Courtesy of Peter White - broker
BEST Rural Property Guide
Do nothing - time is too precious to waste. Buddha. What better place to do nothing than in the country?
Rural or country property gives you increased choices for use of space, time, and lifestyle; rural life provides an abundance of fortunes.
Consider that you can have a big garden, grow your own food, drink pure water, breathe clean air, and have a lot of room to move around. Telecommute if necessary.
When you move to the country, you can expect change of heart, new ideas along with the setting and neighbors integrating into your life, soul searching and many serendipitous joys.
Investigate the area that you are moving to carefully. Talk to people about the weather. Find the pulse of local culture and subcultures; find your niche. Be sure the area and neighborhood will work for you. Look before you leap.
Expect greater travel time to the amenities of civilization such as stores, entertainment, hospitals, schools, and services. This is one of the tradeoffs with rural living; you have more privacy, less traffic, clean air and living conditions and have to go farther to get "stuff," unless you live in the middle of a town with more than a few thousand people.
Get to know the land to which you will be moving. Understand its uses, know the boundaries, explore the access and easements to and across it, determine its detriments and appreciate its potential. Talk to the surveyor that recorded your survey - and if you don't have a survey, you will do well to get one. Get to know the people that sell you your place and let them tell you all about it, its history, and how they lived there. Was this always a meadow? What are the good places to walk? Why are you selling?
Lay down on the ground and watch the clouds pass by, the treetops move in the wind, the birds pass; listen to the grasses and leaves. Contemplate priorities.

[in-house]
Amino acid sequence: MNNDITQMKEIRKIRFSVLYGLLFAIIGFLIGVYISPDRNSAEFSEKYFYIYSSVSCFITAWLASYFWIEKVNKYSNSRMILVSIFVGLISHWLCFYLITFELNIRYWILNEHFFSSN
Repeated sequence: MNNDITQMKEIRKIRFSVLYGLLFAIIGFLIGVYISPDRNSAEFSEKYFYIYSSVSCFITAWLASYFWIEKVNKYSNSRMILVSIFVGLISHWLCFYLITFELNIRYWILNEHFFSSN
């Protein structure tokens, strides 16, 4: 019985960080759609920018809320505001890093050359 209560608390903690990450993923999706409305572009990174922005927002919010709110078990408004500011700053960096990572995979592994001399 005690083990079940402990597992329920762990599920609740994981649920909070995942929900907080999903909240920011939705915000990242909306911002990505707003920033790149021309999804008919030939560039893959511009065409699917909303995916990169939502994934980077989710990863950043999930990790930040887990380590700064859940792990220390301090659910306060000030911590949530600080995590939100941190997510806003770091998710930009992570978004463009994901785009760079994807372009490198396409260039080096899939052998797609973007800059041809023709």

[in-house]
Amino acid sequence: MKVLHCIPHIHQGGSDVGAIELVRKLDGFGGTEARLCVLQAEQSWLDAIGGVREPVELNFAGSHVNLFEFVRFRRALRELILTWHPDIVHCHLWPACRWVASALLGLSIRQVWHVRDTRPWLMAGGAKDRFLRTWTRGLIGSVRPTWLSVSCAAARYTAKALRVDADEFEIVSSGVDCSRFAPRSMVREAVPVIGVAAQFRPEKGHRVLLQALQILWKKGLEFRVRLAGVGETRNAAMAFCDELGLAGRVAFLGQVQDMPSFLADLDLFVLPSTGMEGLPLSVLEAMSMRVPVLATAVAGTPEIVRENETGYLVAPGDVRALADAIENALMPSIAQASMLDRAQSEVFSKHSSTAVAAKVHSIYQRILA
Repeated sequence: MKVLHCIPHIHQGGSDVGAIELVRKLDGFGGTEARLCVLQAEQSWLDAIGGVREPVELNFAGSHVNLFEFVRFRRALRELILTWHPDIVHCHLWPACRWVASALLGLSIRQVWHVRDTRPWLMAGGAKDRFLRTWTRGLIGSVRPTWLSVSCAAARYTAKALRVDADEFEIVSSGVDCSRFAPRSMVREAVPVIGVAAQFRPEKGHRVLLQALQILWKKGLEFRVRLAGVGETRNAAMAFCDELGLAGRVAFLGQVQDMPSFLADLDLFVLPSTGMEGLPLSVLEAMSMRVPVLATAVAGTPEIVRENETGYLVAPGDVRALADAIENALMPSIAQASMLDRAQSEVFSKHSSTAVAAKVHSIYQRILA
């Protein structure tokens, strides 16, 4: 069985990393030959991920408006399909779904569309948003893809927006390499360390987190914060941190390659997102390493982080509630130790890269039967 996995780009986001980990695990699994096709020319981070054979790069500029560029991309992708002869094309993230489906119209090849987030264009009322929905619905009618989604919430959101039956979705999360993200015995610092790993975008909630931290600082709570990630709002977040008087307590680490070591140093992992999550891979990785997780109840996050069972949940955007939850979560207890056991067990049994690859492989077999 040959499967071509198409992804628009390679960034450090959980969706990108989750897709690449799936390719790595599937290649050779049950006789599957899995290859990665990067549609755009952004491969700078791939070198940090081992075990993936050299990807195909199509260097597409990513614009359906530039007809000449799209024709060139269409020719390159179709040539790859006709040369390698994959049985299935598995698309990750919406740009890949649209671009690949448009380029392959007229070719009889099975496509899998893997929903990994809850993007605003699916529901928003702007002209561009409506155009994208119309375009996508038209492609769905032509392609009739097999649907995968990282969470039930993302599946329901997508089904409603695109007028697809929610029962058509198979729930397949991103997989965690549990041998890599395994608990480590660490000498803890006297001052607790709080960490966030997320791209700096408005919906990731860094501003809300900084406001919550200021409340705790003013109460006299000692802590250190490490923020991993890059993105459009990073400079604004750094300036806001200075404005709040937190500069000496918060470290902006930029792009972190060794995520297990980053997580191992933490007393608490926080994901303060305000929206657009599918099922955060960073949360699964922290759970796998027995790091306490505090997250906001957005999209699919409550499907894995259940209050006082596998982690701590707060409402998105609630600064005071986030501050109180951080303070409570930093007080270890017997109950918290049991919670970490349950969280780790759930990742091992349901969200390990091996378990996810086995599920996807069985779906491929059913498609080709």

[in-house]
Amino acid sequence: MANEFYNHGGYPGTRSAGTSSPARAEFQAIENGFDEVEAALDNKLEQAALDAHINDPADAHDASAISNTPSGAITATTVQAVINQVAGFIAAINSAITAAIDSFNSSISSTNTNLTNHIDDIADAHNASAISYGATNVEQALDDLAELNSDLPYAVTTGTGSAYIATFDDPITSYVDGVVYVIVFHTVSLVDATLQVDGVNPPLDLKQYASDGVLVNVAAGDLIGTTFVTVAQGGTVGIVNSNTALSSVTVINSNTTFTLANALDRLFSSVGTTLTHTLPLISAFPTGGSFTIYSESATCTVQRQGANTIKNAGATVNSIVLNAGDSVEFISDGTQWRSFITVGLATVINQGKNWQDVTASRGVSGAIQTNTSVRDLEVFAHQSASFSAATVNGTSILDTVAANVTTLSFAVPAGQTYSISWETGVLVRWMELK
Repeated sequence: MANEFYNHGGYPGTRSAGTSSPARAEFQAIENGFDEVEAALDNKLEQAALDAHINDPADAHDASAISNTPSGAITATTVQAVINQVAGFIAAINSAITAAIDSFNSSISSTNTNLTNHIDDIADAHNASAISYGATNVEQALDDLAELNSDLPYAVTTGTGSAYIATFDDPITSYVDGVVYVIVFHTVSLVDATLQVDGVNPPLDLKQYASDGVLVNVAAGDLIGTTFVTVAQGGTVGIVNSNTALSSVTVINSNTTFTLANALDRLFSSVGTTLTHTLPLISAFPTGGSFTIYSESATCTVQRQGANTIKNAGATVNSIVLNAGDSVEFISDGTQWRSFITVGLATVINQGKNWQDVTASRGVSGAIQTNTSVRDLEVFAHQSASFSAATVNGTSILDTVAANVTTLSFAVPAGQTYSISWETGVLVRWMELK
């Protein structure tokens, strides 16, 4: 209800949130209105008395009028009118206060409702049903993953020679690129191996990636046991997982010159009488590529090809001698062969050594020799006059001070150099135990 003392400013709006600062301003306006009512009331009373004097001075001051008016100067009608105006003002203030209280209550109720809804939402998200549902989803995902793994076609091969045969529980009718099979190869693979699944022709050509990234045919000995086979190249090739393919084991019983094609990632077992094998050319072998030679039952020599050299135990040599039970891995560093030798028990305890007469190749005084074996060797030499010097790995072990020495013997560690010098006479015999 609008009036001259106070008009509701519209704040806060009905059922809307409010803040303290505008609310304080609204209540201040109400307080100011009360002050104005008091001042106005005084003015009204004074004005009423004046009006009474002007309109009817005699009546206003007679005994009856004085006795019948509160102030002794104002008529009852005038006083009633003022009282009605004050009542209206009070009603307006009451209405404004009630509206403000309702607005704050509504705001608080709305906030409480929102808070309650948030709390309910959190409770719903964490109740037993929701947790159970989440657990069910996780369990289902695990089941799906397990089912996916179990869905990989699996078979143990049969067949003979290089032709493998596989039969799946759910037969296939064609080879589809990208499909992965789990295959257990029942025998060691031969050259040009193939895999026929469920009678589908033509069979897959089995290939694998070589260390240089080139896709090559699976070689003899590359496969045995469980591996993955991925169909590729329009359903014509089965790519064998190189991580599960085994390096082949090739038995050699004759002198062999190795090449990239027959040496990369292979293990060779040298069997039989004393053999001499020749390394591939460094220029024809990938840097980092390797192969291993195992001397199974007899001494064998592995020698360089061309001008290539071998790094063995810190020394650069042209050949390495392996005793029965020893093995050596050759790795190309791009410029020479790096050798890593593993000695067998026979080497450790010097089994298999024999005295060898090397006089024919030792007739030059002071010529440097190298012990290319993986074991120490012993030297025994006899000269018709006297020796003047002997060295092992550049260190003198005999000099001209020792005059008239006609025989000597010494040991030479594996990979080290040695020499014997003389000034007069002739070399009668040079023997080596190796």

People - your neighbors and what they do - are important, too. Choose your location and homesite carefully; you may not wish to live downwind from a dairy farm, near a shooting range or next to a logging operation. Obviously you will want friendly neighbors with a good sense of boundaries and respect for your privacy. Talk with all of your prospective neighbors before you buy; you'll learn a lot and probably make some friends, not to mention ease your entry into the area. Make arrangements to borrow and lend that cup of sugar.
Land is your friend. Treat it with respect and care and it will do the same for you. Let wildlife use the ground freely; fence only your ornamental and food crops. Consider milling any timber that you fell for building materials; this can save you money and is more sensible than burning. If you can, mulch or chip slash from clearing and timber falling and use it to build soil. Dispose of toxic wastes properly; recycle.
Develop a gravity fed water system if your property permits - it's great to have running water when the power or your pump goes down for any period.
Get "off the grid" if there's any way you can - the cost of power keeps going up and even faster than that the enormous expense of getting power to your site - for the money you can spend on getting power to your new home you may be able to purchase a system that will free you from utility bills in perpetuity.
Consider buying a generator for your remote and/or emergency power needs. I did, about 5 years ago; it now has about 60 hours worth of use over those 5 years and has been a great convenience, if not a necessity, when the power has gone out - pumping water of primary importance, then running lights and the fridge. I put this purchase off as long as seemed logically spartan but.... a couple of three, five or seven day stretches of camping in our small home of about 900 square feet - shared by 2 adults, two teenagers, two dogs, two cats and many holiday visitors - with only sponge baths, heating water on the woodstove, having to eat all the food in the fridge or losing it to spoilage, no laundry, the initial romance of candlelight giving way to perpetual or sudden onset blindness blended with marathons of fumbling searches for matches to light the candles, suddenly very dead, hard to find and profuse save the actual operating flashlights, your basic tablespoon or evaporated milk stored on the highest kitchen shelf or under the house and sustained fear of leaving one too many candles awake with nothing to do while we all slept happily asking the whole of my home to join in the fun... Well, that all cured me. For more detail, ask. If you can help it, get off the grid; go solar, wind or hydro power.